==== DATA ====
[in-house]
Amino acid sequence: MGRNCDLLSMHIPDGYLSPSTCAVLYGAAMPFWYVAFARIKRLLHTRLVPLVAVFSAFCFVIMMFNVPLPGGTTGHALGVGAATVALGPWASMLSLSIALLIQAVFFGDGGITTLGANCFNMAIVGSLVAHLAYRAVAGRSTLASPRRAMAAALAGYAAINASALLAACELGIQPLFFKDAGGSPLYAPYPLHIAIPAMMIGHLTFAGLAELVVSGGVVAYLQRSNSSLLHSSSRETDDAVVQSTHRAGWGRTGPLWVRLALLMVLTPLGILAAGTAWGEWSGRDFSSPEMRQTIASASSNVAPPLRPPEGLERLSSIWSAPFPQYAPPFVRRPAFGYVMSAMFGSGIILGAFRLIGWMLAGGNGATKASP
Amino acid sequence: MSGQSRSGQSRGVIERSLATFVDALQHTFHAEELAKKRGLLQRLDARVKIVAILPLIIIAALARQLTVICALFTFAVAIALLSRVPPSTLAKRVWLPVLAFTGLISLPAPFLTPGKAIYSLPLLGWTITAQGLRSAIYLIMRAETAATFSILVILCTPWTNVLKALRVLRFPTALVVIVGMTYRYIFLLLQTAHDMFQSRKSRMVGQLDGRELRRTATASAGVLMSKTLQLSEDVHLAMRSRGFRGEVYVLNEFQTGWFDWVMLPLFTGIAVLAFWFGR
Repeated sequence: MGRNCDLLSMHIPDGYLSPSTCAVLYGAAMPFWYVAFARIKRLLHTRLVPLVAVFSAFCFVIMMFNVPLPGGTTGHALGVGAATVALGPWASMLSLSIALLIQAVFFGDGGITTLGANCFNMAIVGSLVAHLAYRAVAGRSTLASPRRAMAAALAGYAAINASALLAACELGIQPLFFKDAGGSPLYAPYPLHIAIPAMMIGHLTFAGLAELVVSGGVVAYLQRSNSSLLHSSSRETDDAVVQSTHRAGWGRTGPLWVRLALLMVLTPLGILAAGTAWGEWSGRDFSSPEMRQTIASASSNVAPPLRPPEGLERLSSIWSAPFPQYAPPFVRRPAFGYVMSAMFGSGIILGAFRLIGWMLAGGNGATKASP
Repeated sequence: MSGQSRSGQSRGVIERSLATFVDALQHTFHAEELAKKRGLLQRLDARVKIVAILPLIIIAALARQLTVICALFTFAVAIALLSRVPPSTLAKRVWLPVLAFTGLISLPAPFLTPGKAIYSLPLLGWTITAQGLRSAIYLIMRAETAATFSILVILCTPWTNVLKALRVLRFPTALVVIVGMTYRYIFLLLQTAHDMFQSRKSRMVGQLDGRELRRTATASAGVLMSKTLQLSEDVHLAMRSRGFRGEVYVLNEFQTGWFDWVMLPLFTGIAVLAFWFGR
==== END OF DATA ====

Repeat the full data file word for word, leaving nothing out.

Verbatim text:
[in-house]
Amino acid sequence: MGRNCDLLSMHIPDGYLSPSTCAVLYGAAMPFWYVAFARIKRLLHTRLVPLVAVFSAFCFVIMMFNVPLPGGTTGHALGVGAATVALGPWASMLSLSIALLIQAVFFGDGGITTLGANCFNMAIVGSLVAHLAYRAVAGRSTLASPRRAMAAALAGYAAINASALLAACELGIQPLFFKDAGGSPLYAPYPLHIAIPAMMIGHLTFAGLAELVVSGGVVAYLQRSNSSLLHSSSRETDDAVVQSTHRAGWGRTGPLWVRLALLMVLTPLGILAAGTAWGEWSGRDFSSPEMRQTIASASSNVAPPLRPPEGLERLSSIWSAPFPQYAPPFVRRPAFGYVMSAMFGSGIILGAFRLIGWMLAGGNGATKASP
Amino acid sequence: MSGQSRSGQSRGVIERSLATFVDALQHTFHAEELAKKRGLLQRLDARVKIVAILPLIIIAALARQLTVICALFTFAVAIALLSRVPPSTLAKRVWLPVLAFTGLISLPAPFLTPGKAIYSLPLLGWTITAQGLRSAIYLIMRAETAATFSILVILCTPWTNVLKALRVLRFPTALVVIVGMTYRYIFLLLQTAHDMFQSRKSRMVGQLDGRELRRTATASAGVLMSKTLQLSEDVHLAMRSRGFRGEVYVLNEFQTGWFDWVMLPLFTGIAVLAFWFGR
Repeated sequence: MGRNCDLLSMHIPDGYLSPSTCAVLYGAAMPFWYVAFARIKRLLHTRLVPLVAVFSAFCFVIMMFNVPLPGGTTGHALGVGAATVALGPWASMLSLSIALLIQAVFFGDGGITTLGANCFNMAIVGSLVAHLAYRAVAGRSTLASPRRAMAAALAGYAAINASALLAACELGIQPLFFKDAGGSPLYAPYPLHIAIPAMMIGHLTFAGLAELVVSGGVVAYLQRSNSSLLHSSSRETDDAVVQSTHRAGWGRTGPLWVRLALLMVLTPLGILAAGTAWGEWSGRDFSSPEMRQTIASASSNVAPPLRPPEGLERLSSIWSAPFPQYAPPFVRRPAFGYVMSAMFGSGIILGAFRLIGWMLAGGNGATKASP
Repeated sequence: MSGQSRSGQSRGVIERSLATFVDALQHTFHAEELAKKRGLLQRLDARVKIVAILPLIIIAALARQLTVICALFTFAVAIALLSRVPPSTLAKRVWLPVLAFTGLISLPAPFLTPGKAIYSLPLLGWTITAQGLRSAIYLIMRAETAATFSILVILCTPWTNVLKALRVLRFPTALVVIVGMTYRYIFLLLQTAHDMFQSRKSRMVGQLDGRELRRTATASAGVLMSKTLQLSEDVHLAMRSRGFRGEVYVLNEFQTGWFDWVMLPLFTGIAVLAFWFGR